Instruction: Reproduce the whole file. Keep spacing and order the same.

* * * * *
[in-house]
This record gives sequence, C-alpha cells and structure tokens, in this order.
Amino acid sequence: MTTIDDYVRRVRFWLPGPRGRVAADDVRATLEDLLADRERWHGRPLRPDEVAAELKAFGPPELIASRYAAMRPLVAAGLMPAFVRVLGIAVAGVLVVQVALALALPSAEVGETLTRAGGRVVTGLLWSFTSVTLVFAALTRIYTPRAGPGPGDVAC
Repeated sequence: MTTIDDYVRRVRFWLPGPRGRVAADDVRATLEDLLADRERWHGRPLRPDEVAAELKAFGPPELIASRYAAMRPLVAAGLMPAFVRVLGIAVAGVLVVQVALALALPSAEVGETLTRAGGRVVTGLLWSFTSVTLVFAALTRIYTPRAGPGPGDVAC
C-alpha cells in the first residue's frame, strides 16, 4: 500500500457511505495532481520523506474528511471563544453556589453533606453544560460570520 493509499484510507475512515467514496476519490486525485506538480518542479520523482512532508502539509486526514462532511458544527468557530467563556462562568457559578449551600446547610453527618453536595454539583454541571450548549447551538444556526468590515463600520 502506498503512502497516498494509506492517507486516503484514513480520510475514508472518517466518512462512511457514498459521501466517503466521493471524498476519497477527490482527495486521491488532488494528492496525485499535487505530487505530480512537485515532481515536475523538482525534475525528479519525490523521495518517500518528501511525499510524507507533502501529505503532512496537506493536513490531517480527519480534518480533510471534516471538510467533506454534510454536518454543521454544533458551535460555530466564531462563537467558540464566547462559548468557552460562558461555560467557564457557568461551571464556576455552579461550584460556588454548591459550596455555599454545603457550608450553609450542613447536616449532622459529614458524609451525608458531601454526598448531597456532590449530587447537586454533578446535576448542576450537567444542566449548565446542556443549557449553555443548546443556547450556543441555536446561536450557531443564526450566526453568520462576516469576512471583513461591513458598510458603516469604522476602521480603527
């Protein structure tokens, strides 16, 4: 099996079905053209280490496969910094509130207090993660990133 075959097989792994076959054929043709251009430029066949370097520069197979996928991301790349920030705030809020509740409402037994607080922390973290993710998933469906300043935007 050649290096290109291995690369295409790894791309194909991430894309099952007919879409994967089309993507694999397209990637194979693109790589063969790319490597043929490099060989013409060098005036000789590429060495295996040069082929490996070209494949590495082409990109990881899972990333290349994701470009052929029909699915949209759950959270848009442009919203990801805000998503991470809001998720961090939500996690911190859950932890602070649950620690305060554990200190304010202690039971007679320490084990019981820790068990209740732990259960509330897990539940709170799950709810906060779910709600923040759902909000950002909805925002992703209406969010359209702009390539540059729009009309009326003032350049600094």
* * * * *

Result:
[in-house]
This record gives sequence, C-alpha cells and structure tokens, in this order.
Amino acid sequence: MTTIDDYVRRVRFWLPGPRGRVAADDVRATLEDLLADRERWHGRPLRPDEVAAELKAFGPPELIASRYAAMRPLVAAGLMPAFVRVLGIAVAGVLVVQVALALALPSAEVGETLTRAGGRVVTGLLWSFTSVTLVFAALTRIYTPRAGPGPGDVAC
Repeated sequence: MTTIDDYVRRVRFWLPGPRGRVAADDVRATLEDLLADRERWHGRPLRPDEVAAELKAFGPPELIASRYAAMRPLVAAGLMPAFVRVLGIAVAGVLVVQVALALALPSAEVGETLTRAGGRVVTGLLWSFTSVTLVFAALTRIYTPRAGPGPGDVAC
C-alpha cells in the first residue's frame, strides 16, 4: 500500500457511505495532481520523506474528511471563544453556589453533606453544560460570520 493509499484510507475512515467514496476519490486525485506538480518542479520523482512532508502539509486526514462532511458544527468557530467563556462562568457559578449551600446547610453527618453536595454539583454541571450548549447551538444556526468590515463600520 502506498503512502497516498494509506492517507486516503484514513480520510475514508472518517466518512462512511457514498459521501466517503466521493471524498476519497477527490482527495486521491488532488494528492496525485499535487505530487505530480512537485515532481515536475523538482525534475525528479519525490523521495518517500518528501511525499510524507507533502501529505503532512496537506493536513490531517480527519480534518480533510471534516471538510467533506454534510454536518454543521454544533458551535460555530466564531462563537467558540464566547462559548468557552460562558461555560467557564457557568461551571464556576455552579461550584460556588454548591459550596455555599454545603457550608450553609450542613447536616449532622459529614458524609451525608458531601454526598448531597456532590449530587447537586454533578446535576448542576450537567444542566449548565446542556443549557449553555443548546443556547450556543441555536446561536450557531443564526450566526453568520462576516469576512471583513461591513458598510458603516469604522476602521480603527
């Protein structure tokens, strides 16, 4: 099996079905053209280490496969910094509130207090993660990133 075959097989792994076959054929043709251009430029066949370097520069197979996928991301790349920030705030809020509740409402037994607080922390973290993710998933469906300043935007 050649290096290109291995690369295409790894791309194909991430894309099952007919879409994967089309993507694999397209990637194979693109790589063969790319490597043929490099060989013409060098005036000789590429060495295996040069082929490996070209494949590495082409990109990881899972990333290349994701470009052929029909699915949209759950959270848009442009919203990801805000998503991470809001998720961090939500996690911190859950932890602070649950620690305060554990200190304010202690039971007679320490084990019981820790068990209740732990259960509330897990539940709170799950709810906060779910709600923040759902909000950002909805925002992703209406969010359209702009390539540059729009009309009326003032350049600094």